of all - that they feel like whores, pimped out in a TV brothel.
Back in more innocent times, some people were shocked that Blind Date contestants were
prepared to flirt with each other, sight unseen, just to get a free holiday. With Single
Girls heaven knows how far the contestants are supposed to go to get their holiday.
Whatever's happening, it's in a different league to the victimless 'relationship poo' you
get in magazines. For just as dozy, can't-hold-her-drink-to-save-her-life Helen from Big
Brother was cynically set up to get it on with Paul at that intimate dinner (and would
have had a genuine grievance against Channel 4 had something she regretted occurred), then
so too is it unfair for the Single Girls to feel pressured to find 'lurve' within a time
limit. And, most probably, with a nagging feeling that they have to be more, shall we say,
'entertaining' than they would normally be. Finding love is difficult enough without
having a camera crew lurking around to film those moments when, fatally, you relaxed.
Being a single woman in
Japan is now the norm
A story published today by the Los Angeles Times reports
that in Japan, nearly half of the Japanese women are still single at age 29. A growing
number are also postponing marriage until 35 or beyond. In a country that until recently
considered its few "spinsters" to be pathetic or defective, Japan now has a far
higher percentage of single women ages 20 to 40 than does the United States -- higher than
almost anywhere in the world except Scandinavia.
- 80 percent to 90 percent of single Japanese women live with their parents, as do
about half of men in their 20s. Most pay little or no rent and do no housework. One
sociologist estimates that Japan has 10 million of these "parasite singles."
- 56 percent of single women do want to marry -- eventually. But marriage is widely
seen as a "sayonara" to personal freedom. A recent Mainichi newspaper
survey of single women ages 20 to 40 found fewer than a third wanted to marry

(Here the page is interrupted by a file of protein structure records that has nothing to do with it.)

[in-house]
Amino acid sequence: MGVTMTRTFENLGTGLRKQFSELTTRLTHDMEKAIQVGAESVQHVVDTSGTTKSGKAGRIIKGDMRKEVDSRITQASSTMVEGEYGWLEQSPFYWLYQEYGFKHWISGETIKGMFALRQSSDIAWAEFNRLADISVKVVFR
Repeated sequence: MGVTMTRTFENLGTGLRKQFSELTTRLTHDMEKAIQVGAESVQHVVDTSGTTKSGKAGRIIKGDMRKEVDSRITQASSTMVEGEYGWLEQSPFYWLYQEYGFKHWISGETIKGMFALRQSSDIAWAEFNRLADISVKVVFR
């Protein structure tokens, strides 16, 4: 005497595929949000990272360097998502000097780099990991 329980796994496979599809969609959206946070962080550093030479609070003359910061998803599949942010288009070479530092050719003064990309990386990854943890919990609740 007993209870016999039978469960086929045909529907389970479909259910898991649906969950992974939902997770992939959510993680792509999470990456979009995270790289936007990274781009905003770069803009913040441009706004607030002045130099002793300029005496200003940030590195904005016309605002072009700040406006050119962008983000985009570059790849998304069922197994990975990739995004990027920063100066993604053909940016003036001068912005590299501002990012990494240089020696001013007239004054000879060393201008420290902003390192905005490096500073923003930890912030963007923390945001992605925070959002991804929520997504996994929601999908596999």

-10 percent of single women ages 35 to 39 told the survey they have resolved never to
marry. So did a quarter of single women in their 40s. This marks a revolution in a society
in which in 1950, only 1.4 percent of women never married.
"When today's young women look at their own parents, they find it hard to dream of
marital bliss for themselves," said sociologist Keiko Funabashi.
Funabashi believes that many of them lack role models for a type of marriage that
matches their new status. Their fathers were married to their companies, and many of their
mothers devoted themselves to house and children and are now regretting it.
For their part, Japanese men are no longer required to marry in order to be respected.
Plenty do not want to follow their fathers' example.
Still, there is a glaring values gap between Japanese men and women.
"Not all Japanese women have changed in the past decade, but the women of marriage
and childbearing age have changed dramatically," says Yoko Haruka, a thirty-something
television personality and author of the book I Shall Not Marry.
Women say that most Japanese men still want a young bride who will defer to them, have
dinner and a hot bath waiting when they get home, and do all of the household chores --
even if she works.
Men complain that women want the freedom to work in lower-paying jobs that interest
them but then expect their mates to earn the big bucks, come home at a reasonable hour and
do half the housework -- impossible demands when companies are asking more of a downsized
"Young women now have economic power, and they are doubting things they never
doubted before," says Haruka. She revolted against marriage after seeing the
subservience of her brothers' wives. "They are asking, `What is happiness?'"
Homemaking it is not. The statistic most often quoted by women is the amount of time
the average Japanese man spends on housework and child care per day: 23 minutes. Women
spend 4 1/2 hours.
During the "bubble" economy of the 1980s, women got choosier but remained
more pragmatic than romantic in picking a mate. They still defined a good catch as a man
with "three highs": higher education, high income and tall stature.
Now young women who can support themselves have added even tougher criteria for Mr.
Right. Chikako Ogura of Aichi Shukutoku University says the new standard is the
"three Cs": financially comfortable, emotionally communicative and cooperative
in housework and child care. That is a daunting list for many men.
Eiji Handa, 31, a copy machine salesman, didn't pop the question to his girlfriend for
eight years because he didn't want to give up deep-sea fishing every weekend -- a hobby
that cost him $1,500 a month.
"I wanted to spend the money I earned on myself," Handa says
unapologetically. "If you get married, you have to hand over your paycheck to your
wife and live on an allowance."
They tied the knot in November -- but only after she agreed to keep working and split
expenses. They never discussed housework or children. Handa hopes his wife doesn't want
children, because he doesn't.